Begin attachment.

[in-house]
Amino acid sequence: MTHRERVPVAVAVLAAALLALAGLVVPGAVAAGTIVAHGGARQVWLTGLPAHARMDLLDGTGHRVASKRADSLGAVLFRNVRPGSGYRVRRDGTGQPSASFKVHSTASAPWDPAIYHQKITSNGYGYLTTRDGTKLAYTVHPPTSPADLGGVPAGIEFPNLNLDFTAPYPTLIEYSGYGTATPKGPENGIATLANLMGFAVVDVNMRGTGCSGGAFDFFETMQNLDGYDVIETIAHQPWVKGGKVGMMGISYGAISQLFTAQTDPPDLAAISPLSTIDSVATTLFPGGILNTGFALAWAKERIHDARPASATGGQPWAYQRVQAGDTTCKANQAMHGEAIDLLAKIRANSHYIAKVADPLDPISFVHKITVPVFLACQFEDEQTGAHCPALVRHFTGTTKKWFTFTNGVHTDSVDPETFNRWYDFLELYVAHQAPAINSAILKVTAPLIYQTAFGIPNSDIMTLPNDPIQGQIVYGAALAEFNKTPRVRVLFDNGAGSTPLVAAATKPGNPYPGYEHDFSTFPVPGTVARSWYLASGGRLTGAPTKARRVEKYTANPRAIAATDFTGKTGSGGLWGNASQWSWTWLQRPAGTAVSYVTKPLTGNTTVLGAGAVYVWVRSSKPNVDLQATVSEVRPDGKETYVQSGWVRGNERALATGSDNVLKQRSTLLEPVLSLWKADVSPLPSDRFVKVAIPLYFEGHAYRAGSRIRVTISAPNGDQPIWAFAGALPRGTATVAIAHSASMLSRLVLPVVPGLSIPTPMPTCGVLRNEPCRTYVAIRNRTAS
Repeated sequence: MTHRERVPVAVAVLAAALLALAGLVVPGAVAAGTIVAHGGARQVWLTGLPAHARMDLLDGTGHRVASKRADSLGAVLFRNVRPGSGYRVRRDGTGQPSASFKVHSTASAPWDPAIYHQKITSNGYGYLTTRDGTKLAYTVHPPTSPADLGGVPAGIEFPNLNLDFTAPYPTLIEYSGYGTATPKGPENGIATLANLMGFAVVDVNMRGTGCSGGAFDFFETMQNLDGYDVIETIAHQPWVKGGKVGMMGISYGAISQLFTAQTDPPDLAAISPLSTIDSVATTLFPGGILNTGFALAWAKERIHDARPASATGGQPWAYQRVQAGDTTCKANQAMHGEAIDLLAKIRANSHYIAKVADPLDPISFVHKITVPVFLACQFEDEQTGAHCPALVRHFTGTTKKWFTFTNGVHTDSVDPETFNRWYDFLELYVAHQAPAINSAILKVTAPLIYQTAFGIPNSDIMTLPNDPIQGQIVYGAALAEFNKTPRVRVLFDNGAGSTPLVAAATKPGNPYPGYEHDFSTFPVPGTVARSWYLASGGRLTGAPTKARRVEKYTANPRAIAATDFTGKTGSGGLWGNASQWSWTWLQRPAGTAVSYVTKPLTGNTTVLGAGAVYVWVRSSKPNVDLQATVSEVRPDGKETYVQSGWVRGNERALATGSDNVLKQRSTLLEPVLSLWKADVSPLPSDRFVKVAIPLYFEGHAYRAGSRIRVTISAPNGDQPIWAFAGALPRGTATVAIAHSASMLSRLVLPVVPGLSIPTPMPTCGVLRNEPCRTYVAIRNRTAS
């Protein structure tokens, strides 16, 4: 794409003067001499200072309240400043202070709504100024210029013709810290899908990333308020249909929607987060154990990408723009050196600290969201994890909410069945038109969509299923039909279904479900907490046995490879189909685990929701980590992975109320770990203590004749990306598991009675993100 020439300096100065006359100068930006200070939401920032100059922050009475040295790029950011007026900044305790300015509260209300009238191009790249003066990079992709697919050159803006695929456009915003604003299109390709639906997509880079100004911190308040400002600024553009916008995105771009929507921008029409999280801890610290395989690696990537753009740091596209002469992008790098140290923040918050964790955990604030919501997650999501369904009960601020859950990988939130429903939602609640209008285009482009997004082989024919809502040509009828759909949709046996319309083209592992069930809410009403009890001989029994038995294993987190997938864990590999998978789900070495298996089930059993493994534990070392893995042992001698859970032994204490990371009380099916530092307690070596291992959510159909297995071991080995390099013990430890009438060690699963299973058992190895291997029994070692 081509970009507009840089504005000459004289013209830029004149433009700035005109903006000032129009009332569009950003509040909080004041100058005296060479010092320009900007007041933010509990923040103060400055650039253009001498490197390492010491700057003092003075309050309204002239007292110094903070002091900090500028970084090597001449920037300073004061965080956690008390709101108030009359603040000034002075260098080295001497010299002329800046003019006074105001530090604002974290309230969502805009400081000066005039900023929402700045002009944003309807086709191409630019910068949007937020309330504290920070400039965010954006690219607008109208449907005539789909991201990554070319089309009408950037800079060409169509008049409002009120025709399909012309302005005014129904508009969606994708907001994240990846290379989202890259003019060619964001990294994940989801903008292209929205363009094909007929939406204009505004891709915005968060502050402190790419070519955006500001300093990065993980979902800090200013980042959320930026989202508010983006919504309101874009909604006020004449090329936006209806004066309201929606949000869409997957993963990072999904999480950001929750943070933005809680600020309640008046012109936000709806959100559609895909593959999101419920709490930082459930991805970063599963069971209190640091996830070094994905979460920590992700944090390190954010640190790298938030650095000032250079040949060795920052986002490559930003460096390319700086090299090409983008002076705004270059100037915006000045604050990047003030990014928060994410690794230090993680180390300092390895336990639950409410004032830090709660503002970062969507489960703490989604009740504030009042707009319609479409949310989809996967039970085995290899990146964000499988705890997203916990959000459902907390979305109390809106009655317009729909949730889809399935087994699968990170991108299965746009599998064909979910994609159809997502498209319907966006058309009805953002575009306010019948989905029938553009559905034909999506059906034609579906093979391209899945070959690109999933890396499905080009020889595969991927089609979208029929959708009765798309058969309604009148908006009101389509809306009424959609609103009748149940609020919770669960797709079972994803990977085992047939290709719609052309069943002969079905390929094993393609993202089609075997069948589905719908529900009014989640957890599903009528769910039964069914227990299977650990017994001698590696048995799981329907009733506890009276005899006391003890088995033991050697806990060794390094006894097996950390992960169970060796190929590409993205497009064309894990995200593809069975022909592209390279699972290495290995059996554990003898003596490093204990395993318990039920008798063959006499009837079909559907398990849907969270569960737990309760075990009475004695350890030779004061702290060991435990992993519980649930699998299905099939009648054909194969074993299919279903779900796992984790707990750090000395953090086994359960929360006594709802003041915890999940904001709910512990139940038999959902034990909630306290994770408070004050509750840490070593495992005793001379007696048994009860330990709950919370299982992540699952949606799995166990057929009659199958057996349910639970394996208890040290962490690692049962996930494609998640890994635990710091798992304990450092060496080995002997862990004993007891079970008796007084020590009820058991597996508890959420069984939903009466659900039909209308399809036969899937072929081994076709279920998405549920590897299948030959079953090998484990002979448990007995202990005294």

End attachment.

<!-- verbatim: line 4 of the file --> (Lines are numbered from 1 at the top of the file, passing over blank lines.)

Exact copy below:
């Protein structure tokens, strides 16, 4: 794409003067001499200072309240400043202070709504100024210029013709810290899908990333308020249909929607987060154990990408723009050196600290969201994890909410069945038109969509299923039909279904479900907490046995490879189909685990929701980590992975109320770990203590004749990306598991009675993100 020439300096100065006359100068930006200070939401920032100059922050009475040295790029950011007026900044305790300015509260209300009238191009790249003066990079992709697919050159803006695929456009915003604003299109390709639906997509880079100004911190308040400002600024553009916008995105771009929507921008029409999280801890610290395989690696990537753009740091596209002469992008790098140290923040918050964790955990604030919501997650999501369904009960601020859950990988939130429903939602609640209008285009482009997004082989024919809502040509009828759909949709046996319309083209592992069930809410009403009890001989029994038995294993987190997938864990590999998978789900070495298996089930059993493994534990070392893995042992001698859970032994204490990371009380099916530092307690070596291992959510159909297995071991080995390099013990430890009438060690699963299973058992190895291997029994070692 081509970009507009840089504005000459004289013209830029004149433009700035005109903006000032129009009332569009950003509040909080004041100058005296060479010092320009900007007041933010509990923040103060400055650039253009001498490197390492010491700057003092003075309050309204002239007292110094903070002091900090500028970084090597001449920037300073004061965080956690008390709101108030009359603040000034002075260098080295001497010299002329800046003019006074105001530090604002974290309230969502805009400081000066005039900023929402700045002009944003309807086709191409630019910068949007937020309330504290920070400039965010954006690219607008109208449907005539789909991201990554070319089309009408950037800079060409169509008049409002009120025709399909012309302005005014129904508009969606994708907001994240990846290379989202890259003019060619964001990294994940989801903008292209929205363009094909007929939406204009505004891709915005968060502050402190790419070519955006500001300093990065993980979902800090200013980042959320930026989202508010983006919504309101874009909604006020004449090329936006209806004066309201929606949000869409997957993963990072999904999480950001929750943070933005809680600020309640008046012109936000709806959100559609895909593959999101419920709490930082459930991805970063599963069971209190640091996830070094994905979460920590992700944090390190954010640190790298938030650095000032250079040949060795920052986002490559930003460096390319700086090299090409983008002076705004270059100037915006000045604050990047003030990014928060994410690794230090993680180390300092390895336990639950409410004032830090709660503002970062969507489960703490989604009740504030009042707009319609479409949310989809996967039970085995290899990146964000499988705890997203916990959000459902907390979305109390809106009655317009729909949730889809399935087994699968990170991108299965746009599998064909979910994609159809997502498209319907966006058309009805953002575009306010019948989905029938553009559905034909999506059906034609579906093979391209899945070959690109999933890396499905080009020889595969991927089609979208029929959708009765798309058969309604009148908006009101389509809306009424959609609103009748149940609020919770669960797709079972994803990977085992047939290709719609052309069943002969079905390929094993393609993202089609075997069948589905719908529900009014989640957890599903009528769910039964069914227990299977650990017994001698590696048995799981329907009733506890009276005899006391003890088995033991050697806990060794390094006894097996950390992960169970060796190929590409993205497009064309894990995200593809069975022909592209390279699972290495290995059996554990003898003596490093204990395993318990039920008798063959006499009837079909559907398990849907969270569960737990309760075990009475004695350890030779004061702290060991435990992993519980649930699998299905099939009648054909194969074993299919279903779900796992984790707990750090000395953090086994359960929360006594709802003041915890999940904001709910512990139940038999959902034990909630306290994770408070004050509750840490070593495992005793001379007696048994009860330990709950919370299982992540699952949606799995166990057929009659199958057996349910639970394996208890040290962490690692049962996930494609998640890994635990710091798992304990450092060496080995002997862990004993007891079970008796007084020590009820058991597996508890959420069984939903009466659900039909209308399809036969899937072929081994076709279920998405549920590897299948030959079953090998484990002979448990007995202990005294």